Blog 59 – Original Thinking
“I have learned, and am still learning, to slow down my thinking processes in order to allow a deeper knowing to come through. I am learning that the most important thing we can do is listen – to each other and to the natural rhythms that surround us,” writes Glen Aparicio Parry.
Our thinking is not our own. We assume that our thoughts are generated from our brain. We assume that we as humans create our own thoughts. What if this was not reality?
Indigenous peoples believe that humans are connected to nature. Human beings and nature are one. When we separate people, animals, things, or events from nature, we are able to study them in a neat and tidy way. Yet when we obtain knowledge in this abstract way, the knowledge is no longer connected to the cycles and rhythms of the whole landscape. With the study of natural phenomenon, we emphasized our objectivity. We separate ourselves from the things that we are studying.
We then shift the credit from nature to ourselves. We see the world as dead unless we are observing it. “If a tree falls in the forest, does it make a sound?”
When we observe nature, we are stopping it to measure it or take a photo of that instant. “When we stop the unfolding rhythms of nature, then we imagine that our projection of consciousness unto nature is the only motion occurring,” writes Glen Aparicio Parry.
We become inflated as human beings and assume powers over time and nature that we do not possess. We falsely assume that we have the power of divinity and claim it for our own. In the Western world, we ferociously move forward toward innovation and a belief that we are mastering nature. This progress has led to remarkable accomplishments. Yet with our achievements, we become blind to other cultures with ideas that may contradict our collective beliefs about nature and science.
If we let go of our excessive thinking and are more accepting, then we are able to gradually move toward inner peace. We are able to realize that our mental activity by itself with not solve our problems. Our constant thinking can create more problems than it solves.
If we are able to find a way to detach ourselves, we can experience happiness. Yet if we believe that acquiring cars, money, lovers, or approval will make us happy, then we will never find it. Happiness can be found in what is whole and complete inside of us. “Inside we possess original mind, the ground of being we all share,” writes Glen Aparicio Parry.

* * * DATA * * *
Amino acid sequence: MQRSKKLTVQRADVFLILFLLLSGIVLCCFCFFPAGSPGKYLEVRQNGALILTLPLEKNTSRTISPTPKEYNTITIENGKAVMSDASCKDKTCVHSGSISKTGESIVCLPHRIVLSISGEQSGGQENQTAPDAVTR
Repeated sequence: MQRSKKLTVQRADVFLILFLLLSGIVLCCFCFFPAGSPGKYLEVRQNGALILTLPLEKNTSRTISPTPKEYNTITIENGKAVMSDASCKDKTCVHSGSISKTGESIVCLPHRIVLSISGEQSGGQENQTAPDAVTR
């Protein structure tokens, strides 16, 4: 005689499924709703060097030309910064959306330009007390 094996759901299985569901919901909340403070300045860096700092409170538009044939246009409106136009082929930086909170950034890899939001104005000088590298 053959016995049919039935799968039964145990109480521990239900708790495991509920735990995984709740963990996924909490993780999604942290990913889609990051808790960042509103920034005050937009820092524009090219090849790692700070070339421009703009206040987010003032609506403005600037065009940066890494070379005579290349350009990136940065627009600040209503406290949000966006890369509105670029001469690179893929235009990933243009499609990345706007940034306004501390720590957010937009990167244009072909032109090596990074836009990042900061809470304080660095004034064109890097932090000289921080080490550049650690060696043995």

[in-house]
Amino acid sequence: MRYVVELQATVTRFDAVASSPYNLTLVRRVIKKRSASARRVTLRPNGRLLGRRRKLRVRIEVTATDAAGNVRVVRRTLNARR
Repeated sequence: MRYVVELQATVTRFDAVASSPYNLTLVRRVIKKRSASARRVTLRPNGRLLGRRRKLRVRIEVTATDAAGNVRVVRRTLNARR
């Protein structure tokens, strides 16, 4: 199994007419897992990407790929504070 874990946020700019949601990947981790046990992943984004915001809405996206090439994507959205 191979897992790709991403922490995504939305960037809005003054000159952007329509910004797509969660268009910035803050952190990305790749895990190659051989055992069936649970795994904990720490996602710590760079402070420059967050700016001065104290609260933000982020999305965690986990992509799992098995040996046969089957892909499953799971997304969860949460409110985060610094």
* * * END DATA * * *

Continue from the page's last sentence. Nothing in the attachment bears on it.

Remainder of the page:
“The good news, however, is that we are approaching the end of the era of the rational mind as the predominant mode of consciousness. The beginning of the unfolding of an intuitive (and more feminine) way of knowing is upon us. Rational thought, frequently associated with masculine principle, will not go away, but it will no longer be our master. The emerging integral consciousness will include our physical, emotional, mental structures, and these will underlie a new more inclusive understanding (wherein the rational will be literally standing under the intuitive) . . . .we need to put aside the negativity and confusion of the past and remember our connections with all human beings and all creatures. . . A new day is upon us . . . the only way we can make the transition successfully is to wipe away our tears and walk hand in hand together with one mind and spirit. . . We need to recapture what it means to be fully human in order to usher in a new era of integral consciousness, in which the full spectrum of human potential is activated,” writes Glen Aparicio Parry.
PLease watch this video about Psych-K which is one way of achieving a whole brain state:
“Your focus is your reality,” says Yoda. What we put our attention on has an enormous impact on our life. It seems that now things are competing for our attention more than ever. We can sit watching television with over 1000 channels available. Then, I can pick up my iPhone and look at my email, Facebook, news from thousands of sources, YouTube, Instagram, Twitter, and much more. All this distraction is important to the quality of our lives.
What is attention? The word, attention, originates in the Latin word, attendere. This means to reach toward, connecting us with the world, shaping and defining. Our attention works like a muscle. If we sit on the couch and do nothing, our muscles get weaker and do not grow; they atrophy. If we get off the couch and play soccer, we build muscle. Over time our legs can get big and very strong.
We live in an era when we receive many messages every day, by text, email, Facebook, or iPhone (voice). According the Nielson, the average American teen sends 3,339 text every month. Ninety four percent of American teens go online daily. Twenty-four percent go online “almost constantly.”
“Children today are more attuned to machines and less to people than has ever been true in human history,” writes Daniel Goleman. Each time a child talk with someone or watching others have a conversation, they are impacted. The social and emotional circuitry of a child’s brain is influenced by these social interactions all day long – at home, school, athletic practice, music rehearsal, or work.
One can see teens often watching movies while they are on their iPhones. They split their attention between two or more things at once. Unfortunately, our attention is a narrow and fixed pipeline. Our attention is not stretchable. If we split our attention, we are required to switch our attention from one thing to another thing and back again. This switching of attention drains our energy. We have more difficulty focusing in a concentrated way.